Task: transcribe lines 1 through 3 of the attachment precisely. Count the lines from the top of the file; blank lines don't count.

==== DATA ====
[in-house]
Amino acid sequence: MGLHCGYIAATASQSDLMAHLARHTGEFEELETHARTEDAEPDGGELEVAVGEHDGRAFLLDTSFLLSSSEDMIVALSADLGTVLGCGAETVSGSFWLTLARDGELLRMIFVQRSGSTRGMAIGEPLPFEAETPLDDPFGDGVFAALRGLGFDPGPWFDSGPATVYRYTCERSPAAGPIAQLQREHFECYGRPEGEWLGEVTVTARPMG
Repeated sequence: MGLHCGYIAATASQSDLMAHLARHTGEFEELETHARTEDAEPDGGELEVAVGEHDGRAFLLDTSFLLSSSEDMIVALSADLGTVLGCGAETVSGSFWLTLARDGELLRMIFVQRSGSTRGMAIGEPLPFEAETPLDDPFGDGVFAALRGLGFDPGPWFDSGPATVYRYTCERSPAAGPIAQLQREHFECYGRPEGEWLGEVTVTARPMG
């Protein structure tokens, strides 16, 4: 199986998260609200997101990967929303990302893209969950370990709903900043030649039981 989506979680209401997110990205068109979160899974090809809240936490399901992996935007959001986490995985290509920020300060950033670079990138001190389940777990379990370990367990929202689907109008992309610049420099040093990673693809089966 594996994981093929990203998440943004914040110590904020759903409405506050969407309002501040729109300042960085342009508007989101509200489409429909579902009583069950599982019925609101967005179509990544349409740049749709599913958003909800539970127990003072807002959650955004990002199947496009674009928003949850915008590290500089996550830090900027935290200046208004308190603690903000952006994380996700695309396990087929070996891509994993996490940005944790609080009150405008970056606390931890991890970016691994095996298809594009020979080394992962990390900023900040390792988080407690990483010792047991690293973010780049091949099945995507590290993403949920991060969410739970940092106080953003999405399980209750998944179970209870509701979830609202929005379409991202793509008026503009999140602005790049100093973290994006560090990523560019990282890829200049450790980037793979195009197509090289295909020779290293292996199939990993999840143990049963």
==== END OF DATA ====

[in-house]
Amino acid sequence: MGLHCGYIAATASQSDLMAHLARHTGEFEELETHARTEDAEPDGGELEVAVGEHDGRAFLLDTSFLLSSSEDMIVALSADLGTVLGCGAETVSGSFWLTLARDGELLRMIFVQRSGSTRGMAIGEPLPFEAETPLDDPFGDGVFAALRGLGFDPGPWFDSGPATVYRYTCERSPAAGPIAQLQREHFECYGRPEGEWLGEVTVTARPMG
Repeated sequence: MGLHCGYIAATASQSDLMAHLARHTGEFEELETHARTEDAEPDGGELEVAVGEHDGRAFLLDTSFLLSSSEDMIVALSADLGTVLGCGAETVSGSFWLTLARDGELLRMIFVQRSGSTRGMAIGEPLPFEAETPLDDPFGDGVFAALRGLGFDPGPWFDSGPATVYRYTCERSPAAGPIAQLQREHFECYGRPEGEWLGEVTVTARPMG